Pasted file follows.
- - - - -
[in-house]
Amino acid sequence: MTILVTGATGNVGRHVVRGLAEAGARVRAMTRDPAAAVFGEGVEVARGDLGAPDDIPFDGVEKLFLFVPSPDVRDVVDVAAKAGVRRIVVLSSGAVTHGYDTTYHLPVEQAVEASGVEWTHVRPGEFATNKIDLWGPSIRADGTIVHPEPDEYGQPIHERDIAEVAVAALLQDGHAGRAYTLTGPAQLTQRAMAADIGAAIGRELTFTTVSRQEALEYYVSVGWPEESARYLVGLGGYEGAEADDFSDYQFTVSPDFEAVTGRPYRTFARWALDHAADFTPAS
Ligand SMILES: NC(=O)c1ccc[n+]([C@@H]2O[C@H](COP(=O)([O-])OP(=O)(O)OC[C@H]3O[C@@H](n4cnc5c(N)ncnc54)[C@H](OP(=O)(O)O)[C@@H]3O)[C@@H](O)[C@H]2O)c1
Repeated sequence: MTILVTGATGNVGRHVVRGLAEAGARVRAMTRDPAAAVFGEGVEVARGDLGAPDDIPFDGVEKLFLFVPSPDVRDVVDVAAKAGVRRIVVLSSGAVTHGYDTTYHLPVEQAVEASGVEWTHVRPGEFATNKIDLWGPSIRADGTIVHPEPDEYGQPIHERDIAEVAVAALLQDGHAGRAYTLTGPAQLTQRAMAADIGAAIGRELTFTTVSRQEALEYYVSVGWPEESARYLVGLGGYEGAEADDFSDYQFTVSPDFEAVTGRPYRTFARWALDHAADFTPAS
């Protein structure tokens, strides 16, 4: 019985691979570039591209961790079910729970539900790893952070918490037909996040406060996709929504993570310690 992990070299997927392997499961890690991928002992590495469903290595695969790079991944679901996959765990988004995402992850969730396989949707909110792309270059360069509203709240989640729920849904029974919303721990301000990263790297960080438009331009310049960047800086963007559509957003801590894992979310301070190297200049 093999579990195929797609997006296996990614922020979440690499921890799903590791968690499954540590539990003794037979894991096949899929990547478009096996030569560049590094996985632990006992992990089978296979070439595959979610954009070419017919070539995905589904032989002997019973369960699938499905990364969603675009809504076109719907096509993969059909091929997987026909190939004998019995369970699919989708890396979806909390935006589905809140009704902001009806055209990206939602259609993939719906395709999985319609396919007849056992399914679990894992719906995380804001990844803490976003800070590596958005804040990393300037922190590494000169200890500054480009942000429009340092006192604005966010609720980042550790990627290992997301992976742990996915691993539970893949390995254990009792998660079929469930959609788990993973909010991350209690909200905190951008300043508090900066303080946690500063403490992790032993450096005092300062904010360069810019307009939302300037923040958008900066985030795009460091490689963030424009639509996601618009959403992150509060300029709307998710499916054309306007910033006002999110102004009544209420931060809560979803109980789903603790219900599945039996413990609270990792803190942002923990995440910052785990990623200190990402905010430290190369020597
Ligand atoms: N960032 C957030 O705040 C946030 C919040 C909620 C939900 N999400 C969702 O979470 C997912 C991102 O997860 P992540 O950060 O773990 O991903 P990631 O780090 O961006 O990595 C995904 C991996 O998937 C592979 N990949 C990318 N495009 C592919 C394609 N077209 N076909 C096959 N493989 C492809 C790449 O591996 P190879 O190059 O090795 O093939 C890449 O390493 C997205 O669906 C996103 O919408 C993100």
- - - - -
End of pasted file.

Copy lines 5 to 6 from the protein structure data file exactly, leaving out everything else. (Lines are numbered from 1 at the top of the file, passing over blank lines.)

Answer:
């Protein structure tokens, strides 16, 4: 019985691979570039591209961790079910729970539900790893952070918490037909996040406060996709929504993570310690 992990070299997927392997499961890690991928002992590495469903290595695969790079991944679901996959765990988004995402992850969730396989949707909110792309270059360069509203709240989640729920849904029974919303721990301000990263790297960080438009331009310049960047800086963007559509957003801590894992979310301070190297200049 093999579990195929797609997006296996990614922020979440690499921890799903590791968690499954540590539990003794037979894991096949899929990547478009096996030569560049590094996985632990006992992990089978296979070439595959979610954009070419017919070539995905589904032989002997019973369960699938499905990364969603675009809504076109719907096509993969059909091929997987026909190939004998019995369970699919989708890396979806909390935006589905809140009704902001009806055209990206939602259609993939719906395709999985319609396919007849056992399914679990894992719906995380804001990844803490976003800070590596958005804040990393300037922190590494000169200890500054480009942000429009340092006192604005966010609720980042550790990627290992997301992976742990996915691993539970893949390995254990009792998660079929469930959609788990993973909010991350209690909200905190951008300043508090900066303080946690500063403490992790032993450096005092300062904010360069810019307009939302300037923040958008900066985030795009460091490689963030424009639509996601618009959403992150509060300029709307998710499916054309306007910033006002999110102004009544209420931060809560979803109980789903603790219900599945039996413990609270990792803190942002923990995440910052785990990623200190990402905010430290190369020597
Ligand atoms: N960032 C957030 O705040 C946030 C919040 C909620 C939900 N999400 C969702 O979470 C997912 C991102 O997860 P992540 O950060 O773990 O991903 P990631 O780090 O961006 O990595 C995904 C991996 O998937 C592979 N990949 C990318 N495009 C592919 C394609 N077209 N076909 C096959 N493989 C492809 C790449 O591996 P190879 O190059 O090795 O093939 C890449 O390493 C997205 O669906 C996103 O919408 C993100």